Turbulence in China

08 Jan 2016

Richard Jeffrey

Richard Jeffrey

Chief Economist

As you will have seen from the headlines, financial markets have had a miserable start to the year. There has been a coalescence of uncertainty in the opening days of 2016 - most dramatically reflected in the recent turbulence in China (and elsewhere) as investors focus on a range of issues, such as:

  • The wider impact on emerging/ developing economies of continuing dull growth in industrialised economies. In effect, this has resulted in a persistent over-supply of oil and other commodities, and of manufactured goods (the latter is also a consequence of the longer-term trend of globalisation).
  • The short- to medium-term outlook for the Chinese economy – on this, we have long been of the view that China’s growth has been slowing.
  • The negative consequences for the Chinese stock market of previous margin-financed flows into equities, with much of that investment being undertaken by very unsophisticated private investors.
  • The policy response of the Chinese authorities to slowing growth and financial market problems. With regard to the former, it would seem that China may be happy to allow the renminbi to depreciate in order to stimulate exports – a policy that could trigger similar action by other central banks. The authorities would appear now to be re-thinking the use of circuit breakers to manage selling pressures within the Chinese stock market.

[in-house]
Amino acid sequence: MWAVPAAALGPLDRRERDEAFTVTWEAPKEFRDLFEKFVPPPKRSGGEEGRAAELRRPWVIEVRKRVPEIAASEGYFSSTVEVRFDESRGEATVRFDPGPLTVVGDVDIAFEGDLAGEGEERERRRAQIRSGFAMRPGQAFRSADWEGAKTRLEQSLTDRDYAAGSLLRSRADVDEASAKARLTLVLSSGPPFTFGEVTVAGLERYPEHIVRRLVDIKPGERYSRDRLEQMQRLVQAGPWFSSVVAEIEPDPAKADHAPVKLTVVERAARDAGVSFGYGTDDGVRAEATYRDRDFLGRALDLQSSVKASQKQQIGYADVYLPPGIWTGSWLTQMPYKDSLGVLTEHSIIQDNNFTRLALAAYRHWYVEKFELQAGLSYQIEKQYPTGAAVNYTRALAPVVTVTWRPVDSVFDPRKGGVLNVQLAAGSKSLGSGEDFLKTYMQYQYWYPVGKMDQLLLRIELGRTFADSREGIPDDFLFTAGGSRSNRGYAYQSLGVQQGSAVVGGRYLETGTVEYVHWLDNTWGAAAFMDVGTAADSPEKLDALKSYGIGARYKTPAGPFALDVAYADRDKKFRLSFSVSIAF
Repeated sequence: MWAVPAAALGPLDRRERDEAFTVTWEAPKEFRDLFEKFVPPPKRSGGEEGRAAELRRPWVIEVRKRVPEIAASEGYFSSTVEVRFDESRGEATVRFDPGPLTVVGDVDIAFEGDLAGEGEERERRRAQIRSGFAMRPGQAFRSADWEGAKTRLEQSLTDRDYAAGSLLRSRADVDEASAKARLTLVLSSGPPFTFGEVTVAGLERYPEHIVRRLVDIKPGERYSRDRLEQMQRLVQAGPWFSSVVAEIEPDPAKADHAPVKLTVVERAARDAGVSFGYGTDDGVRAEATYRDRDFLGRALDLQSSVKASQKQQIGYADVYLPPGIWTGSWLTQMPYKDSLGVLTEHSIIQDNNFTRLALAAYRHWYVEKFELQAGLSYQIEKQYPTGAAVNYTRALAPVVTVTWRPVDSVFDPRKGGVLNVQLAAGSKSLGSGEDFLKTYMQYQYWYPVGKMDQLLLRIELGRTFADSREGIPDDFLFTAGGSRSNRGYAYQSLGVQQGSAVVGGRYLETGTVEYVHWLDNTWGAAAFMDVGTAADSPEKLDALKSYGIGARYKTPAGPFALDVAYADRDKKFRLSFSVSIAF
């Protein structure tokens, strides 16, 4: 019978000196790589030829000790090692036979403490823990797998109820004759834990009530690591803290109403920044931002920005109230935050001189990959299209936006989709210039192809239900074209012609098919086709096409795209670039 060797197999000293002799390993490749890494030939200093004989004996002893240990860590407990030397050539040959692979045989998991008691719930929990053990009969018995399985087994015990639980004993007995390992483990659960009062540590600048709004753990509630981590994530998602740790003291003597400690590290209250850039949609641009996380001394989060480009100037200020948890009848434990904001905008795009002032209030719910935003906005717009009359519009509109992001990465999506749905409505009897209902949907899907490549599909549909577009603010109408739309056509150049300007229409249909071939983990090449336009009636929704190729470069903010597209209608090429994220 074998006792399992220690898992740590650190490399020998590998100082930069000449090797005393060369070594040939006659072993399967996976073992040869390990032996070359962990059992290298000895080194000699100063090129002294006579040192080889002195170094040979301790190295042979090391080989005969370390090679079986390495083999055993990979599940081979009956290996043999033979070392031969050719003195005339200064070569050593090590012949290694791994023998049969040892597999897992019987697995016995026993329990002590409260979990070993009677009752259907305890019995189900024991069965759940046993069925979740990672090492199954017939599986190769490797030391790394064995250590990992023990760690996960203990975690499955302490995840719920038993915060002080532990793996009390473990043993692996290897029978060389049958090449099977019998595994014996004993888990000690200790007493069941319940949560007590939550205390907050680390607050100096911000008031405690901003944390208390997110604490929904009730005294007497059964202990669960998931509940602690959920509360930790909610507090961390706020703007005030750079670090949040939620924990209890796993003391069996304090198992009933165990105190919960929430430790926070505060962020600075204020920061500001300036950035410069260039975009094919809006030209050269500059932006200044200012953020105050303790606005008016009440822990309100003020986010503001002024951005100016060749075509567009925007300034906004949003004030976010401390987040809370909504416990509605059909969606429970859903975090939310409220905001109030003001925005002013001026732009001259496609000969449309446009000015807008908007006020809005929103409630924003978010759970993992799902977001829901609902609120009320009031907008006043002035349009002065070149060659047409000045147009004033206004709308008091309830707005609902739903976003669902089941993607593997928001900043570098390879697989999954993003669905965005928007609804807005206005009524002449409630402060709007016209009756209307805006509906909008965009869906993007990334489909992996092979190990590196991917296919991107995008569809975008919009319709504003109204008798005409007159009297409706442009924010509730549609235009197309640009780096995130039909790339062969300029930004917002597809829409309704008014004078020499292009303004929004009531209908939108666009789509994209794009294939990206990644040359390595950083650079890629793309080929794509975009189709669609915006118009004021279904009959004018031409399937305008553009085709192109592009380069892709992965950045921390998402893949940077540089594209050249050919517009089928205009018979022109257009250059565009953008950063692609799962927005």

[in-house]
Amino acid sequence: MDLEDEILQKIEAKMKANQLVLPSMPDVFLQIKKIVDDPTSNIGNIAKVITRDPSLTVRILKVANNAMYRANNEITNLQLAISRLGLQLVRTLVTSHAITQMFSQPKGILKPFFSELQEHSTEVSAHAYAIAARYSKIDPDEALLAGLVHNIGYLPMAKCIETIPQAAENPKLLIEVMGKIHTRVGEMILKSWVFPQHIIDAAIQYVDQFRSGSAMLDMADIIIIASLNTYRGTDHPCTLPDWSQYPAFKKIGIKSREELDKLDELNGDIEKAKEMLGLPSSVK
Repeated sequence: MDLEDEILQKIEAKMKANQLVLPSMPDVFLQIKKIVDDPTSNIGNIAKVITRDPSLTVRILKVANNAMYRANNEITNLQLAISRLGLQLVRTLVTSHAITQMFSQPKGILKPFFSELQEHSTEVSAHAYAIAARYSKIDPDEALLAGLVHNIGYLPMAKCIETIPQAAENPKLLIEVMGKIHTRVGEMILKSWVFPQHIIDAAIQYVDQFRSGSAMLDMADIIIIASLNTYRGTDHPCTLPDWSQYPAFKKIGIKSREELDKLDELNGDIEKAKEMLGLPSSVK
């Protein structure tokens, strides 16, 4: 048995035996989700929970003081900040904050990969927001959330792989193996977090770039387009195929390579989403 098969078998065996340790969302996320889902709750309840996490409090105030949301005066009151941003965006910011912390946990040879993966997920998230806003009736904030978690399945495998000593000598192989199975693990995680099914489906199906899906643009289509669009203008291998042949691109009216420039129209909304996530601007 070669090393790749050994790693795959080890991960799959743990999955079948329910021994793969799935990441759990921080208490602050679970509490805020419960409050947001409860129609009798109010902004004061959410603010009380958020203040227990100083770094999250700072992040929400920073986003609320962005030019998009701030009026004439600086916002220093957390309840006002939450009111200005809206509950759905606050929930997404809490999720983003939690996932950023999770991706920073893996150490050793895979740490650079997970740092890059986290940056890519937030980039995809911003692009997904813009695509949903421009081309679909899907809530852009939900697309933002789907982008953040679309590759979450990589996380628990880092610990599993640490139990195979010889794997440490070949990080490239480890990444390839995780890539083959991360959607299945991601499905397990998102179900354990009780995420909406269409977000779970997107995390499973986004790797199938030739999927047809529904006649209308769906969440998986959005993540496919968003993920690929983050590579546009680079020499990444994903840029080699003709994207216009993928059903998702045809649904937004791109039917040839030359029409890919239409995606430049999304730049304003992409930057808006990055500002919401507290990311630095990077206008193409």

• The exposure of UK and other western banks to problems in China and other emerging economies.
  • Oil being used as a political tool in the Middle East – alongside wider concerns about political instability in the region.
  • The deflationary impact on the West of falling import prices. Our view remains that falling prices of energy, food and some manufactured goods are not deflationary, and actually give rise to a real income/demand boost to western consumers.
  • The short-term implications of rising US interest rates – on this subject, we do not think the extent of tightening likely in the US will have a meaningful impact on domestic demand.

While a loss of confidence could damage growth in economies such as the UK, we do not believe that industrial economies will grow significantly less quickly in 2016 than in 2015. Indeed, we could see slightly stronger growth in the eurozone and Japan, accompanied by maintained momentum in the US and UK. The present rates of growth may be dull when set against the more ‘exciting’ (but eventually self-destructing) rates that were ‘enjoyed’ prior to the great recession. The financial system, while not fully healed, is a good deal more resilient than it was five years ago.

Author

Richard Jeffrey

Richard Jeffrey

Chief Economist

Richard Jeffrey was Chief Economist at Cazenove Capital until he retired in January 2018. 

 

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